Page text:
So Eyer twisted the facts to try to somehow prove that the science which seems to supports these conservatives is flawed, so they’re therefore wrong and should be ignored, and Eyer’s Big Government agenda should be adopted because of her glorious exposé of a century of bad science. It’s doubtful that many thinking adults will buy her nonsense. The hypocrisy of taking all the psychology that supports one’s agenda and presenting it as great science while concomitantly presenting all the psychology (and history and sociology and social psychology) that disproves the validity of her agenda as poppycock will be too much for most people to endure, although the most bloodily bleeding-heart of the liberals may try.
Blaming mothers for the ills of a changing society is like blaming the village goat for the misdeeds of villagers
The Adventures of Ozzie and Harriet—was this portrayal ever real?
Okay, now the good news: She’s making some very important points here (too bad she made them by taking cheap shots at all and sundry) such as:
- Nontraditional families are here to stay and it’s an error to denigrate them because they deviate from the Ozzie and Harriet model (Toffler and most other thinking people concur, but some people from the right are still confused on this matter).
- “Blaming mothers for the ills of a changing society is like blaming the village goat for the adultery, thieving and lying of the villagers—it is scapegoating of the most superstitious kind. If we, as a society, are to live well—as our tremendous wealth promises, we must all become like mothers.”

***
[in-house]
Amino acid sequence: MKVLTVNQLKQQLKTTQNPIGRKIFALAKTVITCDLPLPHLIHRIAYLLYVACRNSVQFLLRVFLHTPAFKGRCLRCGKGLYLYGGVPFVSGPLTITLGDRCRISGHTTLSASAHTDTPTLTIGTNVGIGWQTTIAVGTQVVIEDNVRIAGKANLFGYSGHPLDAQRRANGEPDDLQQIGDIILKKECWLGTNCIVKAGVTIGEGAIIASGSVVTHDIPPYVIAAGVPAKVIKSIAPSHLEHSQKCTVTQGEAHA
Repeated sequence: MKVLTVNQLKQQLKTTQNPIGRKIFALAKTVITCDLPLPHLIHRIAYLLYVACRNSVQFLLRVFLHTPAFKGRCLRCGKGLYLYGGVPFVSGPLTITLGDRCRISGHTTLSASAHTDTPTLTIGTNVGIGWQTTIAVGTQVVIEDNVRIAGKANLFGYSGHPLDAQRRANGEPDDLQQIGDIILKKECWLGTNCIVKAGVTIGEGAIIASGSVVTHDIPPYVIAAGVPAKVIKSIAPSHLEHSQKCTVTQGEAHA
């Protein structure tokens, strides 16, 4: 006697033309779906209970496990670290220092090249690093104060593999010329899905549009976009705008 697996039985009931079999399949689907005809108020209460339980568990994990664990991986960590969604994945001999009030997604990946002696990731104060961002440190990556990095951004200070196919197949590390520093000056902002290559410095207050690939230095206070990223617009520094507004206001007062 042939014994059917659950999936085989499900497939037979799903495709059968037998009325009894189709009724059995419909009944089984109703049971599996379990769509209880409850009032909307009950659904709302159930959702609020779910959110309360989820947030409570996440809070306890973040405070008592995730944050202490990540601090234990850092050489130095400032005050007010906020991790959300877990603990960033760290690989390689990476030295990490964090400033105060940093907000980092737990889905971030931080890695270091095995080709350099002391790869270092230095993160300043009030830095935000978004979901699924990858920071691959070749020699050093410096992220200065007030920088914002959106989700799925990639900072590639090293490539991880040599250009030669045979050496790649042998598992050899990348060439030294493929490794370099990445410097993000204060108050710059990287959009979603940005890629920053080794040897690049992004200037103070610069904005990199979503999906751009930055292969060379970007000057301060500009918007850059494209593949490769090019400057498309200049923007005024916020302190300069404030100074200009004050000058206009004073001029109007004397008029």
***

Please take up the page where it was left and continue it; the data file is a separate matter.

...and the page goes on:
- If things are going to get better, “it is essential that parents end their isolation.”
- “New caregiving roles appropriate to this culture, however, cannot be forged while the old ideals of exclusive mothering are still embedded in the minds of parents, the studies of academics, and the laws of Congress.”
- “Men and women are going to experience the best relationships when they exhibit the positive qualities traditionally attributed to both sexes.”
- She points out that patriarchal and conservative forces have used the child development research to try to show that exclusive mothering and women as housewives is the only way to go, even though these research results have not supported such conclusions at all to the person who will follow the logic of what the research ramifications really are.
- “Psychologists need to recognize and study how mothers’ employment contributes to their children’s lives and stop the endless search for deficits.”
- She advocates good child development and parenting classes in all high schools.